Summary: The Baptism of Jesus was an unusual event teaching us lessons.

“Lessons From An Unusual Baptismal Service”

Mark 1:1-10 (KJV) 1 The beginning of the gospel of Jesus Christ, the Son of God; 2 As it is written in the prophets, Behold, I send my messenger before thy face, which shall prepare thy way before thee. 3 The voice of one crying in the wilderness, Prepare ye the way of the Lord, make his paths straight. 4 John did baptize in the wilderness, and preach the baptism of repentance for the remission of sins. 5 And there went out unto him all the land of Judaea, and they of Jerusalem, and were all baptized of him in the river of Jordan, confessing their sins. 6 And John was clothed with camel's hair, and with a girdle of a skin about his loins; and he did eat locusts and wild honey; 7 And preached, saying, There cometh one mightier than I after me, the latchet of whose shoes I am not worthy to stoop down and unloose. 8 I indeed have baptized you with water: but he shall baptize you with the Holy Ghost. 9 And it came to pass in those days, that Jesus came from Nazareth of Galilee, and was baptized of John in Jordan. 10 And straightway coming up out of the water, he saw the heavens opened, and the Spirit like a dove descending upon him:

Mark 1:9-10 (KJV) 9 And it came to pass in those days, that Jesus came from Nazareth of Galilee, and was baptized of John in Jordan. 10 And straightway coming up out of the water, he saw the heavens opened, and the Spirit like a dove descending upon him:


A baptismal service is an interesting experience. During my thirty-five years as a pastor, I have witnessed many baptismal services. Memory brings to mind families who were baptized together. Several times I had the unique pleasure of baptizing a father and child or a husband and wife. Once an elderly lady who was very sick was helped into the baptistery by two deacons. Another time a minister friend of mind baptized his own daughter. That was quite a baptism.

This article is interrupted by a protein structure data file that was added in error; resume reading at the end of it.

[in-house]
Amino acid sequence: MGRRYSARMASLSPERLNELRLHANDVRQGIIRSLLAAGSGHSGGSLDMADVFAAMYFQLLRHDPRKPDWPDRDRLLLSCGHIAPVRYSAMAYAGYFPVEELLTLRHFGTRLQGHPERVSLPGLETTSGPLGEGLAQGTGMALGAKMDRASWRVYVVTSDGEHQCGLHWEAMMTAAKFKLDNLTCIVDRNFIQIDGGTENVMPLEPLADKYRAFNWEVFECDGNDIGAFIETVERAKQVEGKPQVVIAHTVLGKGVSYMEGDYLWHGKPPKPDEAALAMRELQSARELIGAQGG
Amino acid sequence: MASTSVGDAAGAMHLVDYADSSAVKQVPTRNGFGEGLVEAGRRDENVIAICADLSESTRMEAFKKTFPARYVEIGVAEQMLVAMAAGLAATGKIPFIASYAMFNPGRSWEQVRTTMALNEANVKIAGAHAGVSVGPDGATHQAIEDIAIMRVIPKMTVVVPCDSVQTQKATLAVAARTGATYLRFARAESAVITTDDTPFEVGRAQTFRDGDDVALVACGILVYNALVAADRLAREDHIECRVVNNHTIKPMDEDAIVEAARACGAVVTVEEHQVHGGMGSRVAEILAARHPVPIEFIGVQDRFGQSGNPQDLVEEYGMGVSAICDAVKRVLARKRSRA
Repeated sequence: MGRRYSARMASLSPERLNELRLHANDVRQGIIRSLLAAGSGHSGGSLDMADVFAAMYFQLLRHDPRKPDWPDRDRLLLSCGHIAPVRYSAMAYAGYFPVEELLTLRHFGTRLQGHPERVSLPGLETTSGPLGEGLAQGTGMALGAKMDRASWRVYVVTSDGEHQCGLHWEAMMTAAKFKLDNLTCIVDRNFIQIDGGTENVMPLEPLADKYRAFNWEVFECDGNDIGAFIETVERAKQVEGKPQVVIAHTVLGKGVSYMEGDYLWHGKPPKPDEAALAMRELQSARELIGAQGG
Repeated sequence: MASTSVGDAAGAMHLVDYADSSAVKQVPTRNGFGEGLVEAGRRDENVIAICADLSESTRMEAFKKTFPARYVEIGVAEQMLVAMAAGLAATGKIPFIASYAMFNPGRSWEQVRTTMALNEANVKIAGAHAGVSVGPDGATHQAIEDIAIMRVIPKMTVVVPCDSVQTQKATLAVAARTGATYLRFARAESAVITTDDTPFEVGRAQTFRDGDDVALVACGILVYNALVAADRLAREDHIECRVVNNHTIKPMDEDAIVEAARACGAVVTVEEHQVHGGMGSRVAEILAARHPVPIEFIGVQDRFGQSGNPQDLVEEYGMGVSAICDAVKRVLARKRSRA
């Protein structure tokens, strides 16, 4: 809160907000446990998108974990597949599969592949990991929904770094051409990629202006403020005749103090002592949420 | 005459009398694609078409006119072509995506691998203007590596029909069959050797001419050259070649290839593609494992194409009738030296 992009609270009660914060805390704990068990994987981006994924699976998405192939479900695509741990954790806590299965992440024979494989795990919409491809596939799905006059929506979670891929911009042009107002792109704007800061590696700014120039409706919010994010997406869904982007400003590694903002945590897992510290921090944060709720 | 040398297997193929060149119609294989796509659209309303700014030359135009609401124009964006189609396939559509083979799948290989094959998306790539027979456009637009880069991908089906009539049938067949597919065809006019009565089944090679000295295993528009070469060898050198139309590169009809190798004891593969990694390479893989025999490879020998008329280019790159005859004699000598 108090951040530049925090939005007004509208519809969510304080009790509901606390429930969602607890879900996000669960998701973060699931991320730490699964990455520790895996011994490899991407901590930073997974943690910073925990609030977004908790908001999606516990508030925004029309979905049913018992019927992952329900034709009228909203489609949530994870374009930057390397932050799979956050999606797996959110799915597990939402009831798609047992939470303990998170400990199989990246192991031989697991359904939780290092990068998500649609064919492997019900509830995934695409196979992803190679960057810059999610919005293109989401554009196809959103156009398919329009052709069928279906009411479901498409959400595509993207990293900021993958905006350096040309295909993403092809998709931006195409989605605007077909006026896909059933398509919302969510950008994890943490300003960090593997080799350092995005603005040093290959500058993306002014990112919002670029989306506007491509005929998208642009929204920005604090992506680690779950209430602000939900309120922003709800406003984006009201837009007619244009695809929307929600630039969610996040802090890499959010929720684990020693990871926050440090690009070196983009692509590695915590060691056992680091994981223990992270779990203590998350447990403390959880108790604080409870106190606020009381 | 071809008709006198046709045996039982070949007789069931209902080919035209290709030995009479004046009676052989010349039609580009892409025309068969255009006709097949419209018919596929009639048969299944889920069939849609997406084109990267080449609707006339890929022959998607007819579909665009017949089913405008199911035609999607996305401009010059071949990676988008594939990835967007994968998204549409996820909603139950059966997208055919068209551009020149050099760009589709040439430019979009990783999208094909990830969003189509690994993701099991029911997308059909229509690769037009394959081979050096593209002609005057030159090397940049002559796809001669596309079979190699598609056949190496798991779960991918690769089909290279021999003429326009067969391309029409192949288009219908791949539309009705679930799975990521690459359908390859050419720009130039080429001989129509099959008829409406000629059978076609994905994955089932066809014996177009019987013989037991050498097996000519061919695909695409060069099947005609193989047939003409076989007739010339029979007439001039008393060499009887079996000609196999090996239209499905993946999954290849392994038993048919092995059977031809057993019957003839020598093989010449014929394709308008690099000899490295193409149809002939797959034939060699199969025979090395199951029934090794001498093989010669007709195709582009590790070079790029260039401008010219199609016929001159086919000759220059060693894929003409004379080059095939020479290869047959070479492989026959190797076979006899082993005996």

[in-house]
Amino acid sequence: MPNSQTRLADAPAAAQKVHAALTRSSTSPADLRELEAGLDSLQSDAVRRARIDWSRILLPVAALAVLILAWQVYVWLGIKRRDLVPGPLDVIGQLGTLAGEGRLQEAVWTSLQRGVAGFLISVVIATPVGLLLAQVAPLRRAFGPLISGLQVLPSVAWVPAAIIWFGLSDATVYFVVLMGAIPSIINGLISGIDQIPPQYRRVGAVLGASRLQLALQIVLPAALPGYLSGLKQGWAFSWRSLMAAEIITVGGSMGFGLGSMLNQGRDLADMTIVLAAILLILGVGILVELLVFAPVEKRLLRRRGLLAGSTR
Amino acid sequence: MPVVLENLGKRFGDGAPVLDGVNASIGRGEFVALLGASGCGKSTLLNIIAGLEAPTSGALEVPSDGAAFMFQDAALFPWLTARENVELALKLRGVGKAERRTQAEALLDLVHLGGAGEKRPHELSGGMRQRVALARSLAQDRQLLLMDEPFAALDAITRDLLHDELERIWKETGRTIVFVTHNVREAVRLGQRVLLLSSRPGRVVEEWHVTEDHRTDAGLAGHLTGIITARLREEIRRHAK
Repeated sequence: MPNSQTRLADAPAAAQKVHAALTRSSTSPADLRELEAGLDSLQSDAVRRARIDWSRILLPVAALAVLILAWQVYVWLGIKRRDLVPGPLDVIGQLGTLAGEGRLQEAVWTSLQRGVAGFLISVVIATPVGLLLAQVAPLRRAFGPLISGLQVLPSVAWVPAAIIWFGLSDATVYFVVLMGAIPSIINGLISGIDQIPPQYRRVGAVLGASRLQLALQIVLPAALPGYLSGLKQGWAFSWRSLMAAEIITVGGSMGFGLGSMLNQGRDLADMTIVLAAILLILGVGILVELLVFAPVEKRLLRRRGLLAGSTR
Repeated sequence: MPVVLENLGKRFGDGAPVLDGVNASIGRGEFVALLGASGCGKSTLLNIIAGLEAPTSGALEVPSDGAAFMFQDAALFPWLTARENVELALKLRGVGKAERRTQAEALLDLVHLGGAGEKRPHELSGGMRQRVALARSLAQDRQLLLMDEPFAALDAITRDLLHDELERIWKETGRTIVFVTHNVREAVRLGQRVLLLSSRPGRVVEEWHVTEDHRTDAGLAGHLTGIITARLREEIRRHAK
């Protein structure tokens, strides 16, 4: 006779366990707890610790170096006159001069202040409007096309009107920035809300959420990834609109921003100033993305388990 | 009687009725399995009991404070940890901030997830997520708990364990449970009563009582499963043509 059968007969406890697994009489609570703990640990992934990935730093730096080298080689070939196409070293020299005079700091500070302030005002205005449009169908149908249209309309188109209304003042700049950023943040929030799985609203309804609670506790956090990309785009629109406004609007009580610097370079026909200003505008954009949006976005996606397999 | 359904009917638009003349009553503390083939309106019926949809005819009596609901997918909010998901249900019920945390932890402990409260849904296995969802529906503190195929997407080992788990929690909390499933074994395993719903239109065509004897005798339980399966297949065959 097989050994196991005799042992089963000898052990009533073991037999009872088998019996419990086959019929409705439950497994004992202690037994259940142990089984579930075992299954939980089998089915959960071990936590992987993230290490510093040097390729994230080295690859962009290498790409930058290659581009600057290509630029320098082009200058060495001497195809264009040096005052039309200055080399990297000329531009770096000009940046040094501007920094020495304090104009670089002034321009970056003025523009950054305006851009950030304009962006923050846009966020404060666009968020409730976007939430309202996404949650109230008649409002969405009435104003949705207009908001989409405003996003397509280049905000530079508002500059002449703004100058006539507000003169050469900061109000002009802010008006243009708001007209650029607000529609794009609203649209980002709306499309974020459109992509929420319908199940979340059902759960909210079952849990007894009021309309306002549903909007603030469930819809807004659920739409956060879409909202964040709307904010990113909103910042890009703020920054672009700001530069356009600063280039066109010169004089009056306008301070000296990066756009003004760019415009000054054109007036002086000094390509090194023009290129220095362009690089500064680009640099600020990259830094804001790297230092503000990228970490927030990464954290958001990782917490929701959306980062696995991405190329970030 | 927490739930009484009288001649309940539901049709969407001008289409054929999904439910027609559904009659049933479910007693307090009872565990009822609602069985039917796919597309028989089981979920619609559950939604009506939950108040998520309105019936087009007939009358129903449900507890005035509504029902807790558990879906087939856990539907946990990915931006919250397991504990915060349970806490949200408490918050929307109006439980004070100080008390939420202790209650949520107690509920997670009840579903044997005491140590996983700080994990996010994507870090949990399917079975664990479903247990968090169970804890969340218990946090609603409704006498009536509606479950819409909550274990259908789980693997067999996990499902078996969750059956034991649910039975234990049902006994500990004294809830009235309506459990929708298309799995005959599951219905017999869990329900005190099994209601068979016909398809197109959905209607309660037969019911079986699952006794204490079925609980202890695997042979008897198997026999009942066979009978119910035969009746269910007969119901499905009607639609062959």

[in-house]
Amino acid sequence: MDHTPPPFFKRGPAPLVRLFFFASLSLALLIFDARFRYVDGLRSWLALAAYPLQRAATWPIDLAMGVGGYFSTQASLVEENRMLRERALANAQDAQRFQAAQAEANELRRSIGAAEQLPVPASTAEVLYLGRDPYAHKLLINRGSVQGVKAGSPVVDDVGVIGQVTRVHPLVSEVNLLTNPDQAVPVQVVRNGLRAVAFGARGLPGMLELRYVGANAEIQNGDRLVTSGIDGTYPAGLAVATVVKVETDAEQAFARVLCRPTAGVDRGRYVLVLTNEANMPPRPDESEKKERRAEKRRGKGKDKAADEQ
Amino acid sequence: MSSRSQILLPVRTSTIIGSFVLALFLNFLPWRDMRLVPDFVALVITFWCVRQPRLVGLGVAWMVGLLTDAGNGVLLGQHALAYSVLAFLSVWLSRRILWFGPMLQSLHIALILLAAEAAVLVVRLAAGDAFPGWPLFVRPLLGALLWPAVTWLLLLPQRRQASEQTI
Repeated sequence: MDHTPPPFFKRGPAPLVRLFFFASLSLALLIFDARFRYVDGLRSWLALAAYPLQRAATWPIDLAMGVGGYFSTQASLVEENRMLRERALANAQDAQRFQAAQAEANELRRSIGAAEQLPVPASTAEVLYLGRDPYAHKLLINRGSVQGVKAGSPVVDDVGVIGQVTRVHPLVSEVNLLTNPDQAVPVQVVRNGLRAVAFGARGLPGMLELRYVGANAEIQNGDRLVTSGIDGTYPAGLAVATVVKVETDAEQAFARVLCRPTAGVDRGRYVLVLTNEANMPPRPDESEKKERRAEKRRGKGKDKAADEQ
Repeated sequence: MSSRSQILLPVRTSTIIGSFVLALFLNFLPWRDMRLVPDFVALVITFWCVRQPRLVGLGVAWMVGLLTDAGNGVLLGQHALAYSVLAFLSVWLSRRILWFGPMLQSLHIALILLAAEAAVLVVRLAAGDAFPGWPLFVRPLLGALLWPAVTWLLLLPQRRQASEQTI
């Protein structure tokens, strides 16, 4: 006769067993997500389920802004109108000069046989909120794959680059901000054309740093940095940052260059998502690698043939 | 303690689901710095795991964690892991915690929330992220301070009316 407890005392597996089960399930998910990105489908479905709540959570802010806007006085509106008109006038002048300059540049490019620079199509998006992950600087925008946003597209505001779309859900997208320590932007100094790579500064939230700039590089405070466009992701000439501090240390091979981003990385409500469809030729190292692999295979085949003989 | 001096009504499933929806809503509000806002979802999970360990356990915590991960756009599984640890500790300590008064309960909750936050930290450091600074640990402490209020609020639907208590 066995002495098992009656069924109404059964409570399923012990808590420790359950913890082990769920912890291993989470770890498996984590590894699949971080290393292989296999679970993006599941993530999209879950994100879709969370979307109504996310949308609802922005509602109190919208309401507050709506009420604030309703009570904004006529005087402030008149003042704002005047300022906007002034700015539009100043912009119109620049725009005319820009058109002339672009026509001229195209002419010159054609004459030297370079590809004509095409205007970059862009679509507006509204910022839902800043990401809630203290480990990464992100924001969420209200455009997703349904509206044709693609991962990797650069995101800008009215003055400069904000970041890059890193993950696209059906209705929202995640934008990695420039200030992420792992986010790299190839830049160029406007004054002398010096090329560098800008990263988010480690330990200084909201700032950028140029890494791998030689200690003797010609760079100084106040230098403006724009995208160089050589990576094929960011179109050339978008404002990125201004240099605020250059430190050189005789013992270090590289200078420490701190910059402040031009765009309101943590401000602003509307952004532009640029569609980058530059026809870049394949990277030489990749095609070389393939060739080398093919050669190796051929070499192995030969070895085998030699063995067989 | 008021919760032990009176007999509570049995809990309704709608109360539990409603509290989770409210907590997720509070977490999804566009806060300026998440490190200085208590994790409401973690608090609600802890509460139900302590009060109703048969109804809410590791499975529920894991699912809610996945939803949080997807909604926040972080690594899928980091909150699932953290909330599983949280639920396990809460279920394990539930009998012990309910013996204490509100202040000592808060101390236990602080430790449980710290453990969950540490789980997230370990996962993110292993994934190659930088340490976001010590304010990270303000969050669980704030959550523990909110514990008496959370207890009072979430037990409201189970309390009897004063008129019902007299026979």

But perhaps the most unusual baptismal service of all time was one in the Jordan River in the Judean wilderness some two thousand plus years ago. Jesus of Nazareth came to John the Baptist and requested baptism. John backed away from the request, but Jesus persuaded John to baptize him. In a simple setting void of ornamentation and convenience, this was the most significant baptism ever to occur.

1. It was unusual in the sense that the Son of God asked John, an ordinary man, to baptize him.

2. It was unique because the voice of God was heard saying, "This is my beloved Son, in whom I am well pleased" (Matt. 3:17).

3. Then the heavens opened and Jesus saw the Spirit of God descending on him like a dove.

The gospel writers included Jesus's baptism in the record because of its great importance.

We can apply practical lessons from our Lord's baptism to our lives. I want us to look at three such lessons.

I. The first lesson is unhesitating obedience.

We are told little of what happened to Jesus during the eighteen years between his visit to the temple and his baptismal service. When Jesus went to John, he ended the period of silence and emerged in his formal ministry.

A. The response of Jesus to baptism showed an unhesitating obedience to the Father's will.

Often we hear, "Was Jesus not different from the others whom John baptized? They needed to confess their sins, and their baptism signified their repentance. But why would Jesus need to be baptized?"

If John's baptism was for repentance from sin, why was Jesus baptized? While even the greatest prophets (Isaiah, Jeremiah, Ezekiel) had to confess their sinfulness and need for repentance, Jesus didn't need to admit sin—he was sinless (John 8:46; 2 Corinthians 5:21; Hebrews 4:15; 1 John 3:5). Although Jesus didn't need forgiveness, he was baptized for the following reasons: (1) to confess sin on behalf of the nation; (2) to fulfill all righteousness (Matthew 3:15) in order to accomplish God's mission and advance God's work in the world; (3) to inaugurate his public ministry to bring the message of salvation to all people; (4) to show support for John's ministry; (5) to identify with the penitent people of God, thus with humanness of sinful mankind; (6) to give us an example to follow.

Jesus submitted to baptism as a sign of obedience. He dedicated himself openly to God's will and purpose for his life.

B. The response of our baptism.

Behind every baptismal service is a person who submits to the will and purpose of God for his or her life. John's baptism was a baptism of repentance. The person who truly repented was baptized.

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